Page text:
They’ll Know We are Christians by Whom We Shame and How We Love

Early in my ministry, when the United Methodist Church’s arguments about the place of homosexuals among the clergy were a decade old, I recall there was a young queer person who sought ordination. She did not seem cut out to become a symbol. Whoever she was in her personal and private life soon became irrelevant. She was pulled into the vortex of loud, angry, public debate. In my annual conference (a regional expression of church comprised of all clergy and equal numbers of authorized laity), she became the face of the issue. I can’t image the pressure she felt.

She committed suicide.

When a person is stripped of their personhood to serve as the face of an issue, as either a champion or a target, we’ve moved onto swampy, moral muck.

In “the great state of Oklahoma,” where our governor recently claimed his “spiritual authority” to claim every square inch of the space for Jesus, we have a long history of dehumanizing persons by category. Brutalizing Native persons in boarding schools and through schemes to defraud them of their land and mineral rights. Sundown towns to include Black domestic workers by day and to banish them at night.

Today, public school teachers who simply want to tell the state’s and the nation’s full history or include all the students in their classrooms are targeted by legislators, the governor, and his secretary of education.

And then there are the students. Most public schools in Tulsa and Oklahoma City are comprised of a majority of non-white students, many of which would not recognize whitewashed American or Oklahoma history as their history. And students who identify as queer are supposed to be told they are malformed.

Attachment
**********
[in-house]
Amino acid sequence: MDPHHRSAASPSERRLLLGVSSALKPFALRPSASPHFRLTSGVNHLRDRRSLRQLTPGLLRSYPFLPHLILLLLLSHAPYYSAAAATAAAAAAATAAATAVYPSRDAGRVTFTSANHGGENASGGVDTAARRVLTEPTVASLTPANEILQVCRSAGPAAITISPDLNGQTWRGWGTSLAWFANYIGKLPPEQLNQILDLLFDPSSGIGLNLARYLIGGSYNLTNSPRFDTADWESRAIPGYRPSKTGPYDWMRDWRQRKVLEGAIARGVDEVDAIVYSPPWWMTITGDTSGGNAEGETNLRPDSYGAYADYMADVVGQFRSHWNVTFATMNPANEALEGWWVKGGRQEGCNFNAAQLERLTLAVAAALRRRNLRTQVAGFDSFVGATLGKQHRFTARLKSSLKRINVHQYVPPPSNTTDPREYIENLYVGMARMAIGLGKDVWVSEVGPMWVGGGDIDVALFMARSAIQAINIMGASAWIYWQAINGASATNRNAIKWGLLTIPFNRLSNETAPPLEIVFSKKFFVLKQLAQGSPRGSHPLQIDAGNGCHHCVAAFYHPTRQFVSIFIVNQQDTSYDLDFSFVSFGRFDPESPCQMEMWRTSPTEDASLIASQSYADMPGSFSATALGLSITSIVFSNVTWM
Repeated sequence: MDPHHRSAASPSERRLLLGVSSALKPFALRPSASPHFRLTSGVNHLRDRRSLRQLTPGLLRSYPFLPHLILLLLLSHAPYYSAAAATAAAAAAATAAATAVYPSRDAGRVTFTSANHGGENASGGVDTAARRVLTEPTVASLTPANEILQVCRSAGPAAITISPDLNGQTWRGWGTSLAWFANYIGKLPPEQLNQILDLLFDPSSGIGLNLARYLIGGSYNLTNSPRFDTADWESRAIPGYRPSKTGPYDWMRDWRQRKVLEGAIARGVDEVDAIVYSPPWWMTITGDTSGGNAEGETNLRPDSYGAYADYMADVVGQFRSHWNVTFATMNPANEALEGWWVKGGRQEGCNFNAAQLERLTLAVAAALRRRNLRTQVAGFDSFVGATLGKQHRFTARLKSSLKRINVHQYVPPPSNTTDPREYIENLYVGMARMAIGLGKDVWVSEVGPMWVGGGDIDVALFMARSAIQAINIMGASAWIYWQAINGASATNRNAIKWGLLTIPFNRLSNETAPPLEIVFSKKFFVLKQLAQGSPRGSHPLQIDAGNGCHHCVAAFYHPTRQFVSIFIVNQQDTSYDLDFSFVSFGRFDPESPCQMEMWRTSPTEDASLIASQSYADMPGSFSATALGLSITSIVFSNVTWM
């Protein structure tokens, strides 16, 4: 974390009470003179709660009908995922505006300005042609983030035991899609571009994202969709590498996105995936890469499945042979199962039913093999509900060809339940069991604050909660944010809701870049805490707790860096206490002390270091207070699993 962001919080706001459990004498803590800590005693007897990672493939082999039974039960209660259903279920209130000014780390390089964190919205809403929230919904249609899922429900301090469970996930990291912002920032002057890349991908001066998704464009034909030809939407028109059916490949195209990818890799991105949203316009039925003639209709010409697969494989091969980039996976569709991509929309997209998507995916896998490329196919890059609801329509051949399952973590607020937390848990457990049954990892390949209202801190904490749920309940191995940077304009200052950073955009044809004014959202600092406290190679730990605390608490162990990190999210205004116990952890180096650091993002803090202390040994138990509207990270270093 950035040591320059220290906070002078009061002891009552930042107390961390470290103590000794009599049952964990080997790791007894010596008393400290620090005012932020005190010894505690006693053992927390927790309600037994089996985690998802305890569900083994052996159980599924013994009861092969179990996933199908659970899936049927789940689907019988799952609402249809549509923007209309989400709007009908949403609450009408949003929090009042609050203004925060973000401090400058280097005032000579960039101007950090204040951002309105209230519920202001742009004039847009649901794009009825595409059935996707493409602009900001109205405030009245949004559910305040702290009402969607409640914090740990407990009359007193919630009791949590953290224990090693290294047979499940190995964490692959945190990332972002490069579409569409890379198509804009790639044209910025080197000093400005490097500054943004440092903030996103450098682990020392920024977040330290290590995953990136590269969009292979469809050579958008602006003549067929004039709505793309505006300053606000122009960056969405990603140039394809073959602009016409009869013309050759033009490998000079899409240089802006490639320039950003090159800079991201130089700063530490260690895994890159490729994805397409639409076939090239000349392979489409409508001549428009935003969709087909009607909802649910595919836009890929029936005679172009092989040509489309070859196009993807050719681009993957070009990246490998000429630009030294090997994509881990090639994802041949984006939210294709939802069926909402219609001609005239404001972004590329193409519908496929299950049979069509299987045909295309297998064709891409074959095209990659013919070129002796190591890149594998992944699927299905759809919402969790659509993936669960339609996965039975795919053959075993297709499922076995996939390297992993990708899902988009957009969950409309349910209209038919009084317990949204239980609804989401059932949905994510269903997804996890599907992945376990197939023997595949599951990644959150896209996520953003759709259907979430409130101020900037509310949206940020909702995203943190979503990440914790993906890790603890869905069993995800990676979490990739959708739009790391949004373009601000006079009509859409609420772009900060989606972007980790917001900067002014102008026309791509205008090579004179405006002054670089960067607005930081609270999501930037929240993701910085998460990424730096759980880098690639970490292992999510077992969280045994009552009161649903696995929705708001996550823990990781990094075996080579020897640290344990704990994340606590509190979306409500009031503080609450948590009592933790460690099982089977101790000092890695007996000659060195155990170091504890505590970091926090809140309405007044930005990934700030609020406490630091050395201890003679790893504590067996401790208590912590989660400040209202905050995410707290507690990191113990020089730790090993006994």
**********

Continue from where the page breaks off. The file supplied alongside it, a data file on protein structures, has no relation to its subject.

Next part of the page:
How well does anyone learn when subjected to pedagogies of shame and exclusion? How well does anyone learn when told not that they have a problem but that they are a problem?

What words, which framework, what moral universe provides context and fuel for such dehumanization?

You know the answer: Christianity.

One might object that hating in the name of Jesus is not real Christianity. As I’ve argued previously, each Christian tradition has normative understandings of the tradition—who Christians are, Christianity should be, what Christians should do. And each tradition has a tradition for what persons formed in that tradition actually do. One might call this practical Christianity or functional Christianity.

Well, when someone is on the receiving end of action by a Christian who is motivated by what that Christian understands as Christianity, the person receiving that action does not care about the distinction between normative and functional. For the recipient, that received action IS a Christian action.

Therefore, those persons who kill abortion doctors in the name of Jesus, or stand with their signs and shout about hell on the sidelines of a Pride parade, or batter a girl in a boarding school for speaking her native language, or sell healing in exchange for a donation are all being who Christians are and doing what Christians do—from the perspective of those on the receiving end of their actions.

This means Christianity is brutal because some Christians are brutal. Christianity is hateful because some Christians are hateful. Not only brutal and not only hateful but also brutal and hateful.

A favorite song from my youth group and youth ministry days is They’ll Know We are Christians by our Love. One verse pledges “And we’ll guard each one’s dignity and save each one’s pride.”

I believe that verse provides a worthy public ethic for Christians, including those who hold office, legislate, and set context. Much better than they’ll know we are Christians by who we shame and exclude.

Gary Peluso-Verdend is president emeritus at Phillips Theological Seminary and is the executive director of the seminary’s Center for Religion in Public Life. The opinions expressed in this blog are those of the author. Learn more about the Center’s work here and about Gary here.

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